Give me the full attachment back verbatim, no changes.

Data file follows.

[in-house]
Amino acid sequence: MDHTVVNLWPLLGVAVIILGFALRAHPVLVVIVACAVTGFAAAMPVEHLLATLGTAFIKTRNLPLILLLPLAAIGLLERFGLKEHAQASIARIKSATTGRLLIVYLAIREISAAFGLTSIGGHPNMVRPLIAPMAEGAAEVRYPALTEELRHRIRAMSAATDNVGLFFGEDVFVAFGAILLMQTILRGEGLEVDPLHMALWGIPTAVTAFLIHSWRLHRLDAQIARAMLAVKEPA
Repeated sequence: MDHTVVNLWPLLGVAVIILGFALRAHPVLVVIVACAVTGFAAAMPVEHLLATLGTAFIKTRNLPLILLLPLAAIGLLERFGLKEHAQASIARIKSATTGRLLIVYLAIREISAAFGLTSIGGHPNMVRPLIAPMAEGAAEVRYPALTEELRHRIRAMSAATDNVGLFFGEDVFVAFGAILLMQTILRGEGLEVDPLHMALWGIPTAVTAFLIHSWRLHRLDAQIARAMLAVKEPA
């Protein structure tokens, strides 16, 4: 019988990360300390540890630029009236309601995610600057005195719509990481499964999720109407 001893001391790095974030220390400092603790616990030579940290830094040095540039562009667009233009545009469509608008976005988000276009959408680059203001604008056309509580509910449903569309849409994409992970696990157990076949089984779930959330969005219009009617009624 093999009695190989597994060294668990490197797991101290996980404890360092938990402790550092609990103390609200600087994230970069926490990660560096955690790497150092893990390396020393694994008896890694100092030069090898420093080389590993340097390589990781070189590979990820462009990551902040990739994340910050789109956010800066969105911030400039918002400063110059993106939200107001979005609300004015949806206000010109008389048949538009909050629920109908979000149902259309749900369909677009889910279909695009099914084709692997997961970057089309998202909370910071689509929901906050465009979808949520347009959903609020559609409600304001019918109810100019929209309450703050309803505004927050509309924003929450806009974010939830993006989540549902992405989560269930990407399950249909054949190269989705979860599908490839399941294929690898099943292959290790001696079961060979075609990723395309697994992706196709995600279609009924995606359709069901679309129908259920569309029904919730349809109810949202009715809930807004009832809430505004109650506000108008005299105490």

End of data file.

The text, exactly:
[in-house]
Amino acid sequence: MDHTVVNLWPLLGVAVIILGFALRAHPVLVVIVACAVTGFAAAMPVEHLLATLGTAFIKTRNLPLILLLPLAAIGLLERFGLKEHAQASIARIKSATTGRLLIVYLAIREISAAFGLTSIGGHPNMVRPLIAPMAEGAAEVRYPALTEELRHRIRAMSAATDNVGLFFGEDVFVAFGAILLMQTILRGEGLEVDPLHMALWGIPTAVTAFLIHSWRLHRLDAQIARAMLAVKEPA
Repeated sequence: MDHTVVNLWPLLGVAVIILGFALRAHPVLVVIVACAVTGFAAAMPVEHLLATLGTAFIKTRNLPLILLLPLAAIGLLERFGLKEHAQASIARIKSATTGRLLIVYLAIREISAAFGLTSIGGHPNMVRPLIAPMAEGAAEVRYPALTEELRHRIRAMSAATDNVGLFFGEDVFVAFGAILLMQTILRGEGLEVDPLHMALWGIPTAVTAFLIHSWRLHRLDAQIARAMLAVKEPA
């Protein structure tokens, strides 16, 4: 019988990360300390540890630029009236309601995610600057005195719509990481499964999720109407 001893001391790095974030220390400092603790616990030579940290830094040095540039562009667009233009545009469509608008976005988000276009959408680059203001604008056309509580509910449903569309849409994409992970696990157990076949089984779930959330969005219009009617009624 093999009695190989597994060294668990490197797991101290996980404890360092938990402790550092609990103390609200600087994230970069926490990660560096955690790497150092893990390396020393694994008896890694100092030069090898420093080389590993340097390589990781070189590979990820462009990551902040990739994340910050789109956010800066969105911030400039918002400063110059993106939200107001979005609300004015949806206000010109008389048949538009909050629920109908979000149902259309749900369909677009889910279909695009099914084709692997997961970057089309998202909370910071689509929901906050465009979808949520347009959903609020559609409600304001019918109810100019929209309450703050309803505004927050509309924003929450806009974010939830993006989540549902992405989560269930990407399950249909054949190269989705979860599908490839399941294929690898099943292959290790001696079961060979075609990723395309697994992706196709995600279609009924995606359709069901679309129908259920569309029904919730349809109810949202009715809930807004009832809430505004109650506000108008005299105490």